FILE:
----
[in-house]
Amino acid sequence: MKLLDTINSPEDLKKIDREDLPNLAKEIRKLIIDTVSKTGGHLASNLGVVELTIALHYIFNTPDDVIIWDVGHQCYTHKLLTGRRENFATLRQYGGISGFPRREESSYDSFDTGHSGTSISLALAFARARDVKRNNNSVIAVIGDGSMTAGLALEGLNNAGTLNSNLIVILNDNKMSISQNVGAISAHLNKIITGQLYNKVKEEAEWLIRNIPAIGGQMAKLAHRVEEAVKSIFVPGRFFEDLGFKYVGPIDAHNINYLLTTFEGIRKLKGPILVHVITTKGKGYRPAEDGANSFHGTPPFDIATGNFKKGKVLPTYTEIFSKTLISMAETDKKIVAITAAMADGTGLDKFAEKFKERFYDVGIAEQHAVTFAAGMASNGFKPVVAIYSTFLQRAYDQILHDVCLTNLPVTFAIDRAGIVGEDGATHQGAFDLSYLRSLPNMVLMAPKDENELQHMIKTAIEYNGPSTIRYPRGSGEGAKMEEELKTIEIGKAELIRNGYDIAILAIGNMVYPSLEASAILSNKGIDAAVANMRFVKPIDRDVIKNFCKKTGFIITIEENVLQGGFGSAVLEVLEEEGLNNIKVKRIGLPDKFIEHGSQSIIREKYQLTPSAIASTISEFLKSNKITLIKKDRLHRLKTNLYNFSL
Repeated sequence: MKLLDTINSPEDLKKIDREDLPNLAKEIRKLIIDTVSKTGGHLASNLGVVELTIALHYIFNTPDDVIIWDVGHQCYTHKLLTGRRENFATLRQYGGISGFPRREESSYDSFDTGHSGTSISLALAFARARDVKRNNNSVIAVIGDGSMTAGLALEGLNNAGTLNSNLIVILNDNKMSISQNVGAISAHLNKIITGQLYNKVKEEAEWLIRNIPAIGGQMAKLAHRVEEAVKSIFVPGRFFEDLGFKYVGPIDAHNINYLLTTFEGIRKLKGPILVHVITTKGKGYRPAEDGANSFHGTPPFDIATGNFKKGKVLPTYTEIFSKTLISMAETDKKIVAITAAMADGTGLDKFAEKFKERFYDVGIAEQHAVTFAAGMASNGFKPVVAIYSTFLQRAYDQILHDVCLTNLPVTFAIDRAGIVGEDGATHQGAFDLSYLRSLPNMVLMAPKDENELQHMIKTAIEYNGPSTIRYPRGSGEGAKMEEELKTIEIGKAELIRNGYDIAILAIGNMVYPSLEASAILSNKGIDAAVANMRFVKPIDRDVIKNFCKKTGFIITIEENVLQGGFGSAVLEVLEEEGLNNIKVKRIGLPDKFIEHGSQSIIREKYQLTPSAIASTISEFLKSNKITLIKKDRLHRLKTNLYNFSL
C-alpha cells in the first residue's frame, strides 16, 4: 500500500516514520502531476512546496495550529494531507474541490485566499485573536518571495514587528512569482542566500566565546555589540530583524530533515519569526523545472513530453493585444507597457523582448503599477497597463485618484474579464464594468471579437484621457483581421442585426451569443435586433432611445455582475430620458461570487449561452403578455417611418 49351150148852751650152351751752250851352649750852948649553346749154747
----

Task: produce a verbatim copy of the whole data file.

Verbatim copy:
[in-house]
Amino acid sequence: MKLLDTINSPEDLKKIDREDLPNLAKEIRKLIIDTVSKTGGHLASNLGVVELTIALHYIFNTPDDVIIWDVGHQCYTHKLLTGRRENFATLRQYGGISGFPRREESSYDSFDTGHSGTSISLALAFARARDVKRNNNSVIAVIGDGSMTAGLALEGLNNAGTLNSNLIVILNDNKMSISQNVGAISAHLNKIITGQLYNKVKEEAEWLIRNIPAIGGQMAKLAHRVEEAVKSIFVPGRFFEDLGFKYVGPIDAHNINYLLTTFEGIRKLKGPILVHVITTKGKGYRPAEDGANSFHGTPPFDIATGNFKKGKVLPTYTEIFSKTLISMAETDKKIVAITAAMADGTGLDKFAEKFKERFYDVGIAEQHAVTFAAGMASNGFKPVVAIYSTFLQRAYDQILHDVCLTNLPVTFAIDRAGIVGEDGATHQGAFDLSYLRSLPNMVLMAPKDENELQHMIKTAIEYNGPSTIRYPRGSGEGAKMEEELKTIEIGKAELIRNGYDIAILAIGNMVYPSLEASAILSNKGIDAAVANMRFVKPIDRDVIKNFCKKTGFIITIEENVLQGGFGSAVLEVLEEEGLNNIKVKRIGLPDKFIEHGSQSIIREKYQLTPSAIASTISEFLKSNKITLIKKDRLHRLKTNLYNFSL
Repeated sequence: MKLLDTINSPEDLKKIDREDLPNLAKEIRKLIIDTVSKTGGHLASNLGVVELTIALHYIFNTPDDVIIWDVGHQCYTHKLLTGRRENFATLRQYGGISGFPRREESSYDSFDTGHSGTSISLALAFARARDVKRNNNSVIAVIGDGSMTAGLALEGLNNAGTLNSNLIVILNDNKMSISQNVGAISAHLNKIITGQLYNKVKEEAEWLIRNIPAIGGQMAKLAHRVEEAVKSIFVPGRFFEDLGFKYVGPIDAHNINYLLTTFEGIRKLKGPILVHVITTKGKGYRPAEDGANSFHGTPPFDIATGNFKKGKVLPTYTEIFSKTLISMAETDKKIVAITAAMADGTGLDKFAEKFKERFYDVGIAEQHAVTFAAGMASNGFKPVVAIYSTFLQRAYDQILHDVCLTNLPVTFAIDRAGIVGEDGATHQGAFDLSYLRSLPNMVLMAPKDENELQHMIKTAIEYNGPSTIRYPRGSGEGAKMEEELKTIEIGKAELIRNGYDIAILAIGNMVYPSLEASAILSNKGIDAAVANMRFVKPIDRDVIKNFCKKTGFIITIEENVLQGGFGSAVLEVLEEEGLNNIKVKRIGLPDKFIEHGSQSIIREKYQLTPSAIASTISEFLKSNKITLIKKDRLHRLKTNLYNFSL
C-alpha cells in the first residue's frame, strides 16, 4: 500500500516514520502531476512546496495550529494531507474541490485566499485573536518571495514587528512569482542566500566565546555589540530583524530533515519569526523545472513530453493585444507597457523582448503599477497597463485618484474579464464594468471579437484621457483581421442585426451569443435586433432611445455582475430620458461570487449561452403578455417611418 49351150148852751650152351751752250851352649750852948649553346749154747